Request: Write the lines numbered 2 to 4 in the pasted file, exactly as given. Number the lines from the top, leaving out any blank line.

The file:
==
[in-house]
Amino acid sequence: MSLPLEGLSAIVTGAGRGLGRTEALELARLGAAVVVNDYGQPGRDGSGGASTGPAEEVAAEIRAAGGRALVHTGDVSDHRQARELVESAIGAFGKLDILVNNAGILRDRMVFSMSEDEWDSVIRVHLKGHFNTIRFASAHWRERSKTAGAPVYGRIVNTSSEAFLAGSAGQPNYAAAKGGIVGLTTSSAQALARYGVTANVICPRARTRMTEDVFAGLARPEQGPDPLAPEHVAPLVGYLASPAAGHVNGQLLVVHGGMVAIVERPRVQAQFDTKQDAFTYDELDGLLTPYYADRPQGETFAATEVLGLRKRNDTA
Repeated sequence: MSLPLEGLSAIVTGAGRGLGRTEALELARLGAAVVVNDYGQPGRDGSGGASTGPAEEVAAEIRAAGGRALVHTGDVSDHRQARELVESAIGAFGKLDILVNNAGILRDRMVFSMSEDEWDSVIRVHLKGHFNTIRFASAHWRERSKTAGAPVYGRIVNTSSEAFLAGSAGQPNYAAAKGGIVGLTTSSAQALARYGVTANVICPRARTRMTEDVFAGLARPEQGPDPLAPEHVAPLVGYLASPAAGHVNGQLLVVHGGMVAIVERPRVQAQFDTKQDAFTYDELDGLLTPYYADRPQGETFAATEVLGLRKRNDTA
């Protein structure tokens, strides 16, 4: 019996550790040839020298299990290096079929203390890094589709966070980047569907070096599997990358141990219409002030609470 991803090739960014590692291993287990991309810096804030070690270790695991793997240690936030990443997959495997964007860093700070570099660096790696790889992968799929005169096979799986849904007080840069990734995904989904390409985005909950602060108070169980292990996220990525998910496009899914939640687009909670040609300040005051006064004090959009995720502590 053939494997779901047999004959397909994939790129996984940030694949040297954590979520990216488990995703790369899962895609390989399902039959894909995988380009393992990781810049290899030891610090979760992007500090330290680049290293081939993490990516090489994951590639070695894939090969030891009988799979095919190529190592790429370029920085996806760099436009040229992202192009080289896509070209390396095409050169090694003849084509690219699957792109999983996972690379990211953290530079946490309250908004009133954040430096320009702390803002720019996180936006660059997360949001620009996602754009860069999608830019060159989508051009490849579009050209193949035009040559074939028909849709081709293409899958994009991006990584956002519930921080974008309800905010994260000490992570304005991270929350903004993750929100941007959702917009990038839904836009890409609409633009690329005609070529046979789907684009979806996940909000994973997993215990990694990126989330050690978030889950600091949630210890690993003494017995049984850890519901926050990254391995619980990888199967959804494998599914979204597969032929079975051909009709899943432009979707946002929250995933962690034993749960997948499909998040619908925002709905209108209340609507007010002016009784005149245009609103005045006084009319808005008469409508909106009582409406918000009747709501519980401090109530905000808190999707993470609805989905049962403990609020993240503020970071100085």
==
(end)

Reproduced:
Amino acid sequence: MSLPLEGLSAIVTGAGRGLGRTEALELARLGAAVVVNDYGQPGRDGSGGASTGPAEEVAAEIRAAGGRALVHTGDVSDHRQARELVESAIGAFGKLDILVNNAGILRDRMVFSMSEDEWDSVIRVHLKGHFNTIRFASAHWRERSKTAGAPVYGRIVNTSSEAFLAGSAGQPNYAAAKGGIVGLTTSSAQALARYGVTANVICPRARTRMTEDVFAGLARPEQGPDPLAPEHVAPLVGYLASPAAGHVNGQLLVVHGGMVAIVERPRVQAQFDTKQDAFTYDELDGLLTPYYADRPQGETFAATEVLGLRKRNDTA
Repeated sequence: MSLPLEGLSAIVTGAGRGLGRTEALELARLGAAVVVNDYGQPGRDGSGGASTGPAEEVAAEIRAAGGRALVHTGDVSDHRQARELVESAIGAFGKLDILVNNAGILRDRMVFSMSEDEWDSVIRVHLKGHFNTIRFASAHWRERSKTAGAPVYGRIVNTSSEAFLAGSAGQPNYAAAKGGIVGLTTSSAQALARYGVTANVICPRARTRMTEDVFAGLARPEQGPDPLAPEHVAPLVGYLASPAAGHVNGQLLVVHGGMVAIVERPRVQAQFDTKQDAFTYDELDGLLTPYYADRPQGETFAATEVLGLRKRNDTA
């Protein structure tokens, strides 16, 4: 019996550790040839020298299990290096079929203390890094589709966070980047569907070096599997990358141990219409002030609470 991803090739960014590692291993287990991309810096804030070690270790695991793997240690936030990443997959495997964007860093700070570099660096790696790889992968799929005169096979799986849904007080840069990734995904989904390409985005909950602060108070169980292990996220990525998910496009899914939640687009909670040609300040005051006064004090959009995720502590 053939494997779901047999004959397909994939790129996984940030694949040297954590979520990216488990995703790369899962895609390989399902039959894909995988380009393992990781810049290899030891610090979760992007500090330290680049290293081939993490990516090489994951590639070695894939090969030891009988799979095919190529190592790429370029920085996806760099436009040229992202192009080289896509070209390396095409050169090694003849084509690219699957792109999983996972690379990211953290530079946490309250908004009133954040430096320009702390803002720019996180936006660059997360949001620009996602754009860069999608830019060159989508051009490849579009050209193949035009040559074939028909849709081709293409899958994009991006990584956002519930921080974008309800905010994260000490992570304005991270929350903004993750929100941007959702917009990038839904836009890409609409633009690329005609070529046979789907684009979806996940909000994973997993215990990694990126989330050690978030889950600091949630210890690993003494017995049984850890519901926050990254391995619980990888199967959804494998599914979204597969032929079975051909009709899943432009979707946002929250995933962690034993749960997948499909998040619908925002709905209108209340609507007010002016009784005149245009609103005045006084009319808005008469409508909106009582409406918000009747709501519980401090109530905000808190999707993470609805989905049962403990609020993240503020970071100085």